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Notable Past and Present Translators

Translators are almost invisible to the eye of the reader: when picking up a translated book, rarely do we pay attention to the artist who has made it possible for us to enjoy that particular work. Translation, however, not only is an act of art, just as important as the act of imagining a new world and putting pen to paper, but it can also be an act of rebellion: Martin Luther’s translation of the Bible in German not only created mass-produced publishing, creating a base for our modern Publishing World, but also meant that people could finally access information that had been withheld from them. Today there are many literary prizes, including the International Booker Prize, that recognize the hard work of translators and the incredible effort it takes to translate the nuances of a language into another one. We hope you enjoy this amazing selection of translators!


Detecting Untruths: Primo Levi and Translation


Italian Holocaust survivor and writer Primo Levi was exceptionally drawn to the art of translation. In a crucial passage of If This Is a Man, the account of his time in Auschwitz, Levi famously translated Dante’s Inferno for fellow prisoner Jean in order to survive the concentration camp’s dehumanising process.


Levi translated works such as Kafka’s The Trial and wrote extensively about the profession of the translator, which comes with linguistic losses and frustrations, but also with the great privilege of being able to “detect untruths.” A translator’s best tool, according to Levi, is her sensitivity, which cannot be taught in school and enables her “to take on the personality of the author, identify with the author.” In other words, her empathy. Reading Levi now can help us reconnect with our empathy and unmask untruths in a time of social distance and divisions.


Transformation Over Transference: Jorge Luis Borges


Borges translated many works, being himself a polyglot, and considered there to be two universal types of translations:


a literal one and a paraphrasing one. Cautiously never siding with either he instead saw translations, as he writes in The Homeric Versions, as “partial and precious documentation of the changes the text suffers.” As Efrain Kristal notes in her book, Invisible Work, he borrowed from “the history of translation and its theoretical positions those elements which most helped him construct his ideas and especially his practices as a reader and writer.” What’s perhaps most appealing about Borges’ perspective on translation is his linking of it to the reader, and in the way that he saw reading itself, as a translation within the same language. As he argues that, “just as there are endless interpretations by diverse readers of any given text, there is no one way to translate.”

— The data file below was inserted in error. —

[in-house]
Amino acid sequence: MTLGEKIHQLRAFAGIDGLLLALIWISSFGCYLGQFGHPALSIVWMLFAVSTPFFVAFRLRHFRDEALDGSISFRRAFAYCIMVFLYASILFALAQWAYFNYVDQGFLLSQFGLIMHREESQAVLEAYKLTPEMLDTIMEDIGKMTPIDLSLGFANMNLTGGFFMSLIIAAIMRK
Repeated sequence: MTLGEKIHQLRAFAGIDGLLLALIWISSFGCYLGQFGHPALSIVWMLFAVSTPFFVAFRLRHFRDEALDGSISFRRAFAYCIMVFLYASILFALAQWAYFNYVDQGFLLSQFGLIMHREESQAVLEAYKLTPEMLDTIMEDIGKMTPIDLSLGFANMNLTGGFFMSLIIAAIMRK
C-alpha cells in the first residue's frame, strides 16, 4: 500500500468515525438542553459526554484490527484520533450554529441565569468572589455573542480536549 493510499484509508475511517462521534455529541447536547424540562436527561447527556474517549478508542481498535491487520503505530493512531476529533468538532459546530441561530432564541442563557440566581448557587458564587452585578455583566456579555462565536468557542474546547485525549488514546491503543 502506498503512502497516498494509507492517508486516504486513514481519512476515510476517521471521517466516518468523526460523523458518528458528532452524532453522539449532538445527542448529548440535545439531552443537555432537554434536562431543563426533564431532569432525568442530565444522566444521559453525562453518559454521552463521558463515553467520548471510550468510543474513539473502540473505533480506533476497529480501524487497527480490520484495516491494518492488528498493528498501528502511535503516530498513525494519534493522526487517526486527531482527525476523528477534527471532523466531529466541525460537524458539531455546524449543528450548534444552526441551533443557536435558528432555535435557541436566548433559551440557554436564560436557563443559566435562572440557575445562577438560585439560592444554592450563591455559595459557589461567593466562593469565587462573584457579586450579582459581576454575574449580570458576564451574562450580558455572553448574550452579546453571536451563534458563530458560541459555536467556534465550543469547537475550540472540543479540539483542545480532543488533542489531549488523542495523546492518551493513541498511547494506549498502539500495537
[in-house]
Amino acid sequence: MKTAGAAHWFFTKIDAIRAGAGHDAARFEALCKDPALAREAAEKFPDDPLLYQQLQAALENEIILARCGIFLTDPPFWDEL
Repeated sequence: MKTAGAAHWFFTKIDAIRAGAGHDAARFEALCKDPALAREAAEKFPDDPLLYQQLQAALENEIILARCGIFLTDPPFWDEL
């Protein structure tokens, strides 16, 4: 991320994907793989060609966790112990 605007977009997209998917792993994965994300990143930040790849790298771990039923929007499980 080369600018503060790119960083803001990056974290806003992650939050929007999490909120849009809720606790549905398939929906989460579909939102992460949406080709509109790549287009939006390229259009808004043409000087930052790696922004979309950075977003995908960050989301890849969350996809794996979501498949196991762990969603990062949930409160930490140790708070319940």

The Victorian Pioneer: Constance Garnett


Translating over 70 volumes of Russian literature in her lifetime, Constance Garnett’s tireless efforts introduced Victorian England to the immortal works of Tolstoy, Dostoevsky, Pushkin, and many other classic Russian writers. Born in Brighton in 1861, Garnett began learning Russian in the 1890s after meeting recently exiled Russian Jews. Beginning with Turgenev, Garnett’s translating endeavours were further fuelled by her first visit to Russia in 1894, during which time she met with Tolstoy and received the author’s blessing to translate his works.

Garnett’s husband, notable literary editor Edward Garnett, introduced Constance to many writers whose works he had championed – authors such as Joseph Conrad and D.H. Lawrence, who praised Garnett’s translations and helped ensure that her translations remained in print well into the 20th century.


While Garnett’s translations are distinctly and appropriately Victorian in tone, her work undoubtedly served as a gateway to Russian literature, introducing the Anglosphere to authors of immeasurable significance for the very first time.

Giving Italian Life to Spanish Titles: Ilide Carmignani


Ilide Carmignani graduated first from Università di Pisa in Spanish and Hispanic-American Literature, and then from Brown University in literary translation. She began working as a translator immediately after university, and today she is one of the best known and most experienced translators in Italy. For about thirty years she has been carrying out consultancy, editing and translation from Spanish for some of the most important Italian publishing houses.


Her pen has given voice to writers such as Luìs Sepulveda, MT Andruetto, R. Bolaño, JL Borges, L. Cernuda, R. Fogwill, C. Fuentes, A. Grandes, G. García Márquez, P. Neruda, JC Onetti, O Paz. In 2000 she won the Literary Translation Award from the Cervantes Institute in 2013 she won the “Premio Nazionale per la Traduzione” (The National Prize for Translation) and in 2018 the prize “Vittorio Bodini.”